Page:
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Uncanny Doubles Freud

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Uncanny Doubles
Freud in his essay “The Uncanny” describes a feeling of discord that humans experience when presented with objects that are both familiar and strange. The discord is expressed in humans by being both attracted by, but at the same time repulsed by, an object. Based on Freud’s description of the uncanny Mori wrote an essay describing the instances in which humans have a negative reaction when encountered with something uncanny. To describe and explain human reaction’s to certain objects Mori uses human familiarity and human likeness, through these variables he explains what can make something fall in to the “Uncanny Valley”. Therefore different types of robots cause different reactions to humans based on how much human resemblance they have. By looking at human interaction with robots, one can see that they represent Mori’s argument that those with low familiarity and high human likeness become uncanny. Humans respond positively to things that look human up to a point but when these things look human but are not a repulsive reaction develops, this is one of the reasons we find certain kinds of robots repulsive.
Researchers in Japan designed “Child-Robot with Biomimetic” which is also known as CB2. “The robot weights 73 pounds and stands 4 feet tall, has 56 actuators that control its motion and 197 sensors that simulate touch”(Techworld News). CB2 looks like a bald human with a rubber exterior and black eyes which are movement sensitive.CB2 develops social skills by interacting with humans and mimicking their reactions and expressions. When humans first saw CB2 they said “It’s creepy” and automatically felt scared by the strangeness of such robot. Humans saw BC2 and thought it was uncanny.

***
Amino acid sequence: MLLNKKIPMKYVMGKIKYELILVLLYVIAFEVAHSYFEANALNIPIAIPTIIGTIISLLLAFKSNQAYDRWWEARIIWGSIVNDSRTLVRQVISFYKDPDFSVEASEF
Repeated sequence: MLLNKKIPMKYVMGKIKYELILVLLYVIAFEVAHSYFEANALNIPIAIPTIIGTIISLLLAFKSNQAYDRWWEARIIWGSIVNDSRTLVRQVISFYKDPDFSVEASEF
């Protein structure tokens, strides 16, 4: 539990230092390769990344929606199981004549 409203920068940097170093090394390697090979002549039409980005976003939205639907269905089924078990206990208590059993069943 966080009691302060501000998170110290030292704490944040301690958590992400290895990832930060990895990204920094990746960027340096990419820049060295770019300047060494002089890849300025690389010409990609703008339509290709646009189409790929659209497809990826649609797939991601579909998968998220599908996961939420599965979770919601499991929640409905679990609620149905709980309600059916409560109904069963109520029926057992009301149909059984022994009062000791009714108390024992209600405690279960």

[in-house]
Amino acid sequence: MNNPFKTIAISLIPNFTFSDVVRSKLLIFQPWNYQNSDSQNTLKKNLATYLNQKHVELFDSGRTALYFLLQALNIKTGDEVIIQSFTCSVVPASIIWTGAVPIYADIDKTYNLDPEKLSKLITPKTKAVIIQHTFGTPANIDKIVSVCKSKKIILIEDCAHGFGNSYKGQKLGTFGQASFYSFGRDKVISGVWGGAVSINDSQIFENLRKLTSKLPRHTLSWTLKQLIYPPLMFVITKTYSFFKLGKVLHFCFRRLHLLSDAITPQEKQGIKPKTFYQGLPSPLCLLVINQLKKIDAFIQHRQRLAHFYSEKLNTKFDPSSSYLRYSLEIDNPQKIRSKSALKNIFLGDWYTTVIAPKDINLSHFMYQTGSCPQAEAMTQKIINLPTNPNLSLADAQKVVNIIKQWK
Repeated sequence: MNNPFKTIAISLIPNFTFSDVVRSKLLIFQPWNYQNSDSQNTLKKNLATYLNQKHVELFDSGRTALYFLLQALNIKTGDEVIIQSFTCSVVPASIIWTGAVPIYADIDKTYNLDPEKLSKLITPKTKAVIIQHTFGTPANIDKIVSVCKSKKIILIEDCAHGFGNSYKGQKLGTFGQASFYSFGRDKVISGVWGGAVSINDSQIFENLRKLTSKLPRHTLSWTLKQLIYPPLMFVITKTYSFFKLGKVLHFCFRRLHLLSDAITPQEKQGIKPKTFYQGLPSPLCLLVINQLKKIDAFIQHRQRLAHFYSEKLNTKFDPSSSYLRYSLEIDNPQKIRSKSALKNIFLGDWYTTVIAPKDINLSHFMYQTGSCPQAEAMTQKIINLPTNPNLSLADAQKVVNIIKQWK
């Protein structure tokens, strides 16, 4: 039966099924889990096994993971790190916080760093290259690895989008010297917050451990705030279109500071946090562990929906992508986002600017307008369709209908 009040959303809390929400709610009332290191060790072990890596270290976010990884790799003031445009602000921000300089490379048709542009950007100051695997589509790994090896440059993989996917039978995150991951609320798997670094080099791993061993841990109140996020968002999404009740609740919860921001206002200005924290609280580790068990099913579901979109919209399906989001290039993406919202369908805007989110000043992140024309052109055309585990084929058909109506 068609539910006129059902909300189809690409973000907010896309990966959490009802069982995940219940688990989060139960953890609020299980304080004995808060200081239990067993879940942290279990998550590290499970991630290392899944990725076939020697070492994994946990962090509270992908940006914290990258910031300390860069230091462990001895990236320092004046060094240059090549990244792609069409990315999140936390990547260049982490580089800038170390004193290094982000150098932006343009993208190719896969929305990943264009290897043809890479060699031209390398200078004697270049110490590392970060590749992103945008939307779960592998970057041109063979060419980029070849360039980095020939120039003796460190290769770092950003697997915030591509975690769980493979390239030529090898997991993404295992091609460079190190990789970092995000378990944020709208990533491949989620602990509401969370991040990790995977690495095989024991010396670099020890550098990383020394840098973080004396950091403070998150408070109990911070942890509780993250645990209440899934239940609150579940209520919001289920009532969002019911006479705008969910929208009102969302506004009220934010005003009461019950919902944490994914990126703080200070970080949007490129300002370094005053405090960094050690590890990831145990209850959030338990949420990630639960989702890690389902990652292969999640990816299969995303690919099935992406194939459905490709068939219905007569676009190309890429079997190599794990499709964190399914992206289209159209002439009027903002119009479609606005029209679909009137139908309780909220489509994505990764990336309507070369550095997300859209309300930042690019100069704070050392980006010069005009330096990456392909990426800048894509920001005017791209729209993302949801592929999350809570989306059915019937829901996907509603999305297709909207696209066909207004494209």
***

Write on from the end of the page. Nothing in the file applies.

On the other hand Paro is an advanced interactive robot seal pup developed by AIST. “Paro is a robot seal with five kinds of sensors: tactile, light, audition, temperature, and posture sensors, with which it can perceive people and its environment” (Parobots). Paro also has an audio sensor which recognizes voice and it can learn behaviors by mimicking. When Paro interacts with people it acts like a human by responding to voice and feeling. Paro is used at nursing homes and has a positive response from its users and it helps them with stimulation of interaction. People think that “It’s cute and adorable”.
Interestingly, both robots have very similar characteristics; they are interactive robots that are touch sensitive and responsive to movement and audio. There is an explanation of why these two similarly categorized robots produce different responses to humans: Mori’s “Uncanny valley”. CB2 falls in the bottom of the valley. This is because the appearance is quite human like, because it acts like a human responds like a human and it can even learn to respond but there is negative familiarity because it is not actually a human. Mori explains this concept through the example of how a prosthetic hand can become uncanny based on its appearance. A prosthetic hand that is evidently an attached part of the body made with a material that does not look identically like skin is not human like and therefore it is not uncanny. “But recently prosthetic hands have improved greatly, and we cannot distinguish them from real hands at a glance. Some prosthetic hands attempt to simulate veins, muscles, tendons, finger nails, and finger prints, and their color resembles human pigmentation. But this kind of prosthetic hand is too real and when we notice it is prosthetic, we have a sense of strangeness. So if we shake the hand, we are surprised by the lack of soft tissue and cold temperature. In this case, there is no longer a sense of familiarity. It is uncanny” (Mori 2). Similarly there is human likeness in BC2 because it is made in the shape and size of a normal human being, but familiarity becomes negative when we know it is not an actual human being and the touch and feel of it is not the same of that of a human being. Therefore BC2 falls in the uncanny valley.